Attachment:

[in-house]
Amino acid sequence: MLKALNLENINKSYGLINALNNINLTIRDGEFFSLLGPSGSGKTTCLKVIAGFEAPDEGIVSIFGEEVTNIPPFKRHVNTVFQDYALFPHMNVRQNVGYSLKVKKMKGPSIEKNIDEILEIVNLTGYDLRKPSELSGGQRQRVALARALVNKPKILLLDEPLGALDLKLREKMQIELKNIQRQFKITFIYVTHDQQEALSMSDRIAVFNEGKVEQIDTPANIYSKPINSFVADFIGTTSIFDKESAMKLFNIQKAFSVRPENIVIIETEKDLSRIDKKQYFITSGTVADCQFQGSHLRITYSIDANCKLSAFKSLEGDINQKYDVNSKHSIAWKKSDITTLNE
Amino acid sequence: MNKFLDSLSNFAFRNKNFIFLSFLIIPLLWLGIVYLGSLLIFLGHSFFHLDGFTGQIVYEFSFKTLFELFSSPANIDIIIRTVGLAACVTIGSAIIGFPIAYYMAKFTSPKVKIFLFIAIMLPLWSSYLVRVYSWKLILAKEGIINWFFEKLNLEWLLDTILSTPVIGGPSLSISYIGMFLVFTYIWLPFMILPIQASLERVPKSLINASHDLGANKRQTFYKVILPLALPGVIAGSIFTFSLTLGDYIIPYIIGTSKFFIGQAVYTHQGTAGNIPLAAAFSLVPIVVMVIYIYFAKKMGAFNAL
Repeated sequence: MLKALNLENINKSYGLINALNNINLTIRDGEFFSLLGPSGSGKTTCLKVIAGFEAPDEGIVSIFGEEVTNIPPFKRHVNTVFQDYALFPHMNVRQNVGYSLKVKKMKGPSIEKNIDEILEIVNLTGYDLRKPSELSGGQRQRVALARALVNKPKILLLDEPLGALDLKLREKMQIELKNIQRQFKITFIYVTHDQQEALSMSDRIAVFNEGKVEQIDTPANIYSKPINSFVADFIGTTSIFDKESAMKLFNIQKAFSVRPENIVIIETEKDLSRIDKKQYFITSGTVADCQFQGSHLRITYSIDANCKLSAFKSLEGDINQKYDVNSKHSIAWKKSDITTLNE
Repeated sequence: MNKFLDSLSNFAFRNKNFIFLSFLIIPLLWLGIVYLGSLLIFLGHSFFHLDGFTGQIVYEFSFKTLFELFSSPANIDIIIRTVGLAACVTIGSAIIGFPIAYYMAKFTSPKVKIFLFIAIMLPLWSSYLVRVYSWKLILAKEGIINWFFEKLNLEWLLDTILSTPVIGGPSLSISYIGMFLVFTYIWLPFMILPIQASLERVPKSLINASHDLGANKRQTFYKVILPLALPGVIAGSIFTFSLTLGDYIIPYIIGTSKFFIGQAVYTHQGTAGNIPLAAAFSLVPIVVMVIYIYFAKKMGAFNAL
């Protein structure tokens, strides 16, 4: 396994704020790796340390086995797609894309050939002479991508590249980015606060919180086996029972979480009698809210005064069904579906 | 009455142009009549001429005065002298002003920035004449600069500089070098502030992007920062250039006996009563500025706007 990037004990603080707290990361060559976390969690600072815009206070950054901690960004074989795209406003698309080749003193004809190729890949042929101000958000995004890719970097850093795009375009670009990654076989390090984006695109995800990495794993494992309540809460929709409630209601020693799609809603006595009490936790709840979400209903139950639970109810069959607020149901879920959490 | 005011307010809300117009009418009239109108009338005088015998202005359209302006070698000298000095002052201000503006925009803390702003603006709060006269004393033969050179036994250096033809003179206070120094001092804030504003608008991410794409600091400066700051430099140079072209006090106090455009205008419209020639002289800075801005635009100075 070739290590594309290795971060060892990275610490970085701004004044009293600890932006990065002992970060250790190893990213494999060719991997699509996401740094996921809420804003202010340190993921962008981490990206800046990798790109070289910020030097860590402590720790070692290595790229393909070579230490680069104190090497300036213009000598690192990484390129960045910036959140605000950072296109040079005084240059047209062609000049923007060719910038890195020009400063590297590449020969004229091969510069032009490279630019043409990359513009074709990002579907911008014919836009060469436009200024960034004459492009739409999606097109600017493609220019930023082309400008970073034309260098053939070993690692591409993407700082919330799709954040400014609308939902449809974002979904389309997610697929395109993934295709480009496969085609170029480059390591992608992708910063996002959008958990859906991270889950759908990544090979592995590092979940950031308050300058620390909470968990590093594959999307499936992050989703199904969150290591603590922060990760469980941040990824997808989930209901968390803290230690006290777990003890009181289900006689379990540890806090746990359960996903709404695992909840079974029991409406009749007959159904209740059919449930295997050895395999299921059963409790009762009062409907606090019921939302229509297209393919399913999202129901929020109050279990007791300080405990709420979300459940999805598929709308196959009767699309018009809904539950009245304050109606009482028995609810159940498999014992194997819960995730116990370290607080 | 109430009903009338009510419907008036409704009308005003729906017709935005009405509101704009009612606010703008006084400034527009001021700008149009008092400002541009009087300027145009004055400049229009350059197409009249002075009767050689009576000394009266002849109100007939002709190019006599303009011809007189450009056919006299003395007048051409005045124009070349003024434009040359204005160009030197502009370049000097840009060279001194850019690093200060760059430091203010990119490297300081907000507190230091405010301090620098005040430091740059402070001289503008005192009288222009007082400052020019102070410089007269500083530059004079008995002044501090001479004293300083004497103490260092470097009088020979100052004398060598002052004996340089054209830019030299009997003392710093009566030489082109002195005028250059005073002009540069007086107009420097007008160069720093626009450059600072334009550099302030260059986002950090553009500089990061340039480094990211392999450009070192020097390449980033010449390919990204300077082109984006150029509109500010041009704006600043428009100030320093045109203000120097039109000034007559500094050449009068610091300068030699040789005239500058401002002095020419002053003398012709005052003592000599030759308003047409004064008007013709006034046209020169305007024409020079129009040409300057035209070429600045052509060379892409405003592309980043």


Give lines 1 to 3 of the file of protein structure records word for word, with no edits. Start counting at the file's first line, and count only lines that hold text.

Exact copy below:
[in-house]
Amino acid sequence: MLKALNLENINKSYGLINALNNINLTIRDGEFFSLLGPSGSGKTTCLKVIAGFEAPDEGIVSIFGEEVTNIPPFKRHVNTVFQDYALFPHMNVRQNVGYSLKVKKMKGPSIEKNIDEILEIVNLTGYDLRKPSELSGGQRQRVALARALVNKPKILLLDEPLGALDLKLREKMQIELKNIQRQFKITFIYVTHDQQEALSMSDRIAVFNEGKVEQIDTPANIYSKPINSFVADFIGTTSIFDKESAMKLFNIQKAFSVRPENIVIIETEKDLSRIDKKQYFITSGTVADCQFQGSHLRITYSIDANCKLSAFKSLEGDINQKYDVNSKHSIAWKKSDITTLNE
Amino acid sequence: MNKFLDSLSNFAFRNKNFIFLSFLIIPLLWLGIVYLGSLLIFLGHSFFHLDGFTGQIVYEFSFKTLFELFSSPANIDIIIRTVGLAACVTIGSAIIGFPIAYYMAKFTSPKVKIFLFIAIMLPLWSSYLVRVYSWKLILAKEGIINWFFEKLNLEWLLDTILSTPVIGGPSLSISYIGMFLVFTYIWLPFMILPIQASLERVPKSLINASHDLGANKRQTFYKVILPLALPGVIAGSIFTFSLTLGDYIIPYIIGTSKFFIGQAVYTHQGTAGNIPLAAAFSLVPIVVMVIYIYFAKKMGAFNAL